30 Jan. 1780–24 Apr. 1827
Israel Pickens, lawyer, congressman, governor of Alabama, and senator, was born in Mecklenburg (now Cabarrus) County near Beattie's Ford across the Catawba River. He was the son of Captain Samuel, a slave owner and veteran of the Revolutionary War, and Jane Carrigan Pickens. The family was of French Huguenot descent. Israel was educated under the Reverend John Robinson in a classical school at Poplar Tent Church and studied law at Jefferson College, Cannonsville, Pa.
In 1802 young Pickens moved to Morganton, Burke County, where he began to practice law and soon became involved in the politics of western North Carolina. As a Democrat, he served in the state senate in 1808 and 1809 before his election to three terms in the U.S. Congress from 1811 to 1817. During the War of 1812 he was a staunch supporter of President James Madison's war measures and was a friend and political ally of William R. King, with whom he shared the same "Congressional mess" at Claxton's Hotel on Capitol Hill. Pickens voted with the narrow majority of the House and of the North Carolina delegation for the internal improvements bill passed in late 1816. Earlier he had supported the rechartering of the Bank of the United States, reflecting the tone of his ardent "mountaineer" Democratic outlook. In the final session of the Fourteenth Congress, he was chairman of the committee on public expenditures.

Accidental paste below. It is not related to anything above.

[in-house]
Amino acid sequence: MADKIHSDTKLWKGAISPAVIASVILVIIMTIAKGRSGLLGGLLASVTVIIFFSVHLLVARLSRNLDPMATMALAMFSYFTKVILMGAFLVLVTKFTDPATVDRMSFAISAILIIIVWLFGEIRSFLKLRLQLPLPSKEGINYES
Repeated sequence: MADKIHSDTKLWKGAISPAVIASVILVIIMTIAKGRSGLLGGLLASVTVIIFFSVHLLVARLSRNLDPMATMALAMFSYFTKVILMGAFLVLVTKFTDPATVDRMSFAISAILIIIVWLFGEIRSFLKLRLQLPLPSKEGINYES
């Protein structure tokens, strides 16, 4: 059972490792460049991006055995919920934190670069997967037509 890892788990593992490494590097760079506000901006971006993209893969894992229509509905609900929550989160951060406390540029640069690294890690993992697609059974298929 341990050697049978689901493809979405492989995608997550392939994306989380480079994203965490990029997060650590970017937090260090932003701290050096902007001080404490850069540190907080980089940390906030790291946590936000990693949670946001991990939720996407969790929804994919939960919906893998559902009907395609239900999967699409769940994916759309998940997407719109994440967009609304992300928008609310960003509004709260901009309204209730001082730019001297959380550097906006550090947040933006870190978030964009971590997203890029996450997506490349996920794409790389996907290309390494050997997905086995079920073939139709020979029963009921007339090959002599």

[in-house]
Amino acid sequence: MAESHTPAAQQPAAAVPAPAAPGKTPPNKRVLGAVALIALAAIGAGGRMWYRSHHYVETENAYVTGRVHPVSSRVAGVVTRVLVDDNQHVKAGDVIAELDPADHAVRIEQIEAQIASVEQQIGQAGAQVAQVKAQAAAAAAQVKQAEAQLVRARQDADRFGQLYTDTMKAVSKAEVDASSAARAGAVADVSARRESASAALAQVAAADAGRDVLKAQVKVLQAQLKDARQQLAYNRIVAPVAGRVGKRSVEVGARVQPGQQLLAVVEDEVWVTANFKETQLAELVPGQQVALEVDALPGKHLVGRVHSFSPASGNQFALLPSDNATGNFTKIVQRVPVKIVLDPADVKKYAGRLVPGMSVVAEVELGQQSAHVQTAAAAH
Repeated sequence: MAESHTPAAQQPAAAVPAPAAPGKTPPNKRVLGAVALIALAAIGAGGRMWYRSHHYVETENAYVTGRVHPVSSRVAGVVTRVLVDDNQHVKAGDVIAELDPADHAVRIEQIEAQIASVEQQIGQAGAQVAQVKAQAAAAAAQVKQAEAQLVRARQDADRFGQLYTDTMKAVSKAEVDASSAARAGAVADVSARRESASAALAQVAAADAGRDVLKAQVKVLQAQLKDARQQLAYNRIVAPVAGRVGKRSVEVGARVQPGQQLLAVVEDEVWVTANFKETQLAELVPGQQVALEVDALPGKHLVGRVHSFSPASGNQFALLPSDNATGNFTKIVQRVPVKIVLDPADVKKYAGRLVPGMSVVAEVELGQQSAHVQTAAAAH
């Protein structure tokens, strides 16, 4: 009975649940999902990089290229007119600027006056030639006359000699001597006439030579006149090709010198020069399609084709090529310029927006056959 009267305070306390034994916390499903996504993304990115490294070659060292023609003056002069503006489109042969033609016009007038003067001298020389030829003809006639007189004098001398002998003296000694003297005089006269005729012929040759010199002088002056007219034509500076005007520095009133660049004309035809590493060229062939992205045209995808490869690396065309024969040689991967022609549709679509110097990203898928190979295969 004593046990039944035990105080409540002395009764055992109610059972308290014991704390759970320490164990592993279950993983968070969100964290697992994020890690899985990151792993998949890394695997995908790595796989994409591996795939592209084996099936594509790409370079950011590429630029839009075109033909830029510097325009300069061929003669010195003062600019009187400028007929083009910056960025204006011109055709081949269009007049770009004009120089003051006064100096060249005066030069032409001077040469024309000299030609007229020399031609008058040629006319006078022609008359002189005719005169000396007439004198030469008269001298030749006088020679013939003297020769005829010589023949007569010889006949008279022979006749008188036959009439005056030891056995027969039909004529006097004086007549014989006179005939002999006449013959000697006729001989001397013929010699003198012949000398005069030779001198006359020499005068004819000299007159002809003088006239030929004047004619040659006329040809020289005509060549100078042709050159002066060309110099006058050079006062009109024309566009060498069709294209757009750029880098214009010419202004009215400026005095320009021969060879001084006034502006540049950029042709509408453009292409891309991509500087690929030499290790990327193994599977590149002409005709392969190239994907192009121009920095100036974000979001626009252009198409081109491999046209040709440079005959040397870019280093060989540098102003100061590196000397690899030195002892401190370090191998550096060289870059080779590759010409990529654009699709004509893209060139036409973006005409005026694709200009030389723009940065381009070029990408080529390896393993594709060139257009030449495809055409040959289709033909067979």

Pickens did not seek reelection and by mid-1818 he joined a stream of North Carolinians moving to the new Alabama and Mississippi territories. He settled in Hale County, Ala., not far from his former fellow congressman-friend from North Carolina, William King. Pickens was appointed a register of the land office, named president of the Tombigbee Bank, and selected as a delegate from Washington County to the convention that voted statehood for Alabama. He was elected governor by "anti-Crawford" forces in 1821 and reelected in 1823. King, also a member of the statehood convention, won a seat in the U.S. Senate the year after Pickens became governor. Much credit for organizing the machinery of government for the state and chartering the University of Alabama is given to Pickens. In 1826 he was named to fill a vacancy in the Senate and served from February to November, when a successor was chosen. By then he was suffering from tuberculosis and declined a federal judgeship for the Alabama district; instead, he went to Cuba where he hoped his health might improve. He died at Matanzas, Cuba, however, and was buried there. His remains were later moved to a family cemetery near Greensboro, Ala.
Pickens had other interests as well. It probably was merely as a hobby that he engaged in scientific research, but he invented a lunar dial.
A Presbyterian, Pickens was married in 1814 to Martha Orilla, daughter of General William Lenoir. They became the parents of Julia (m. Lieutenant C. S. Howe, U.S. Army), Andrew Lenoir (m. Caroline Gordon), and Israel, Jr. (m. Eliza Nelson).
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"Pickens, Israel, (1780 - 1827)." Biographical Directory of the United States Congress. Washington, D.C.: The Congress. http://bioguide.congress.gov/scripts/biodisplay.pl?index=P000322 (accessed October 11, 2013).
"Israel Pickens 1780-1827." N.C. Highway Historical Marker L-93, N.C. Office of Archives & History. http://www.ncmarkers.com/Markers.aspx?sp=Markers&k=Markers&sv=L-93 (accessed October 11, 2013).
Elmore, Elizabeth Tinker. "Official portrait of Israel Pickens, third governor of Alabama." 1930. Alabama Department of Archives & History. http://digital.archives.alabama.gov/cdm/ref/collection/photo/id/20082 (accessed October 11, 2013).
1 January 1994 | Parker, Roy, Jr.